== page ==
Coding Boot Camps produce coders, not software engineers

“Google, which has hired workers from Flatiron and other academies, recently studied the efficacy of coding camps. The company found that while the camps have shown promise, most of their graduates weren’t prepared for software engineering without additional training or prior experience,  Maggie Johnson, Google’s director of education and university relations, said in an email.”

Source: Coding Boot Camps Attract Tech Companies – WSJ

Coding “boot camps” are presently in vogue, offering (typically) an intensive six month training program leading to a job as a computer programmer.

Historically, only about 1 in 4 professional software developers had a relevant degree (computer science, for example). Programming has long been a field where basic programming skills can be self learned and self practiced.

Much software development is fairly narrow – if you know HTML5, PHP or Javascript and SQL, you can develop web applications, even without a good understanding of algorithm selection or design. Many coding boot camps substitute for community college programs, but do so in a more intensive, shorter time period.

Simultaneously, software development becomes easier through better languages and tools. Visit my web site devoted to MIT App Inventor programming for Android to learn more, as one example!

To some extent, are coding boot camps the A+, Network+ certifications of a dozen years ago? Those were in vogue for several years to train IT staff but soon, the world passed that by and moved on. I am concerned that if it takes only six months of training to obtain a “high paying software job”, that this market will not stay that way for long! Basic economics 101! Relatively low barriers to entry will eventually flood the market – unless, as many suggest, the software field is only for the young and those with short careers (jobs really, not a career). In which case the field has a big appetite to consume a lot of people, use them for a few years, and then replace with a new crop of boot camp graduates.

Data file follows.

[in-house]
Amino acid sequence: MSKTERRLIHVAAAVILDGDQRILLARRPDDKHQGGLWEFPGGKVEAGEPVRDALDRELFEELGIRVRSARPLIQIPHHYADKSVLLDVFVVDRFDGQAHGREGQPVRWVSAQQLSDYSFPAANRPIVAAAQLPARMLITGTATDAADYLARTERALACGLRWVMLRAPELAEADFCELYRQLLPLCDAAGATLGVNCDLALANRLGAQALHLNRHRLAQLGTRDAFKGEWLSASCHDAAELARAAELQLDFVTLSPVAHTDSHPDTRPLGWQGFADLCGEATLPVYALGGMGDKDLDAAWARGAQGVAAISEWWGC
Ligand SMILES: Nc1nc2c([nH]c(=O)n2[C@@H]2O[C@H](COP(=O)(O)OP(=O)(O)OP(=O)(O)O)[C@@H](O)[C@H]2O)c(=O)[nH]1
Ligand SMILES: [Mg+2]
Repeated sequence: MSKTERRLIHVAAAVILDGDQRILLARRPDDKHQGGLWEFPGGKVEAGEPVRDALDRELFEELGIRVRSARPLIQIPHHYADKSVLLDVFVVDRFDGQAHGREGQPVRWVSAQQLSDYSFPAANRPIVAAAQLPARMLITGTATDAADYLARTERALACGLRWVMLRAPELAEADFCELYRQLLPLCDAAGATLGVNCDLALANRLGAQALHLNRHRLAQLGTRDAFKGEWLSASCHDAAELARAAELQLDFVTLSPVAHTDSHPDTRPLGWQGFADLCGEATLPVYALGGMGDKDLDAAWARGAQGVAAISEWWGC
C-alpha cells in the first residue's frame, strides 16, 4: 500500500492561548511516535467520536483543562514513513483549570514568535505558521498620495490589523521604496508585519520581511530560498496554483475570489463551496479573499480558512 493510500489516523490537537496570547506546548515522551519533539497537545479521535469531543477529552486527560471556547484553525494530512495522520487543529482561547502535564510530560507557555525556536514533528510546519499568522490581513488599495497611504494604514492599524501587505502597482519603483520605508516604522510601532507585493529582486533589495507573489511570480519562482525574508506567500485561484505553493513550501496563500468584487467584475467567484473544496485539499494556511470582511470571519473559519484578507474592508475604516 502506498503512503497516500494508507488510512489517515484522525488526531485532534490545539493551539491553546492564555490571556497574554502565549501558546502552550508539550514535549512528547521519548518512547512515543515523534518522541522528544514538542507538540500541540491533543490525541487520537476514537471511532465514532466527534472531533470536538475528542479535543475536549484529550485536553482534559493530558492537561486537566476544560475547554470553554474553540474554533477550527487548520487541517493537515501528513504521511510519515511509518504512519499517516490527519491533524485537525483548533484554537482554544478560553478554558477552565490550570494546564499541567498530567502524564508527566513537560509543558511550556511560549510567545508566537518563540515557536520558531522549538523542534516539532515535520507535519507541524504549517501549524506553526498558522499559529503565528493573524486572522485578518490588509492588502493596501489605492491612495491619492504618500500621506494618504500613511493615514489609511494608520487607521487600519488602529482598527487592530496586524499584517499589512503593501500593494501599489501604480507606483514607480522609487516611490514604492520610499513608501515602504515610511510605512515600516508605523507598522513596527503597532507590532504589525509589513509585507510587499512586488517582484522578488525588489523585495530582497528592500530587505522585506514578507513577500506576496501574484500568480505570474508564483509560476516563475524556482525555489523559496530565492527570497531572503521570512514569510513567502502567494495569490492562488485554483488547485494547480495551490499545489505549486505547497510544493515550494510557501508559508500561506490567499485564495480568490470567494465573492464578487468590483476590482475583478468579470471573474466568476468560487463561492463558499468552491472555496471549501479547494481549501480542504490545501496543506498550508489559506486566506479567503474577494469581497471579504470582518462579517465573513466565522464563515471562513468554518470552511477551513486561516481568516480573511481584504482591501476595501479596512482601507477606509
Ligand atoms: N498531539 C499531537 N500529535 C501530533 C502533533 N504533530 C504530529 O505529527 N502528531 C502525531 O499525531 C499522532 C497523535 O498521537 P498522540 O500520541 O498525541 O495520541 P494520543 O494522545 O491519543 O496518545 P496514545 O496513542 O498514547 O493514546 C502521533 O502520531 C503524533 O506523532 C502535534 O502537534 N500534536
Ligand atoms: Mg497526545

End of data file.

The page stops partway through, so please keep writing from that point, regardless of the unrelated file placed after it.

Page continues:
Regardless, software development will change significantly – to where a great many people have basic programming skills. There will be another group of higher skilled workers that take on a role more like engineers, focusing on architecture, design and management. There will also be specialized fields such as embedded controller design and software development, which require hardware knowledge. All though that too can be made simpler – take a look at Arduino!

The only thing that might be clear about the future is that we may soon see a lot of change in how software is created and who does the creative work.

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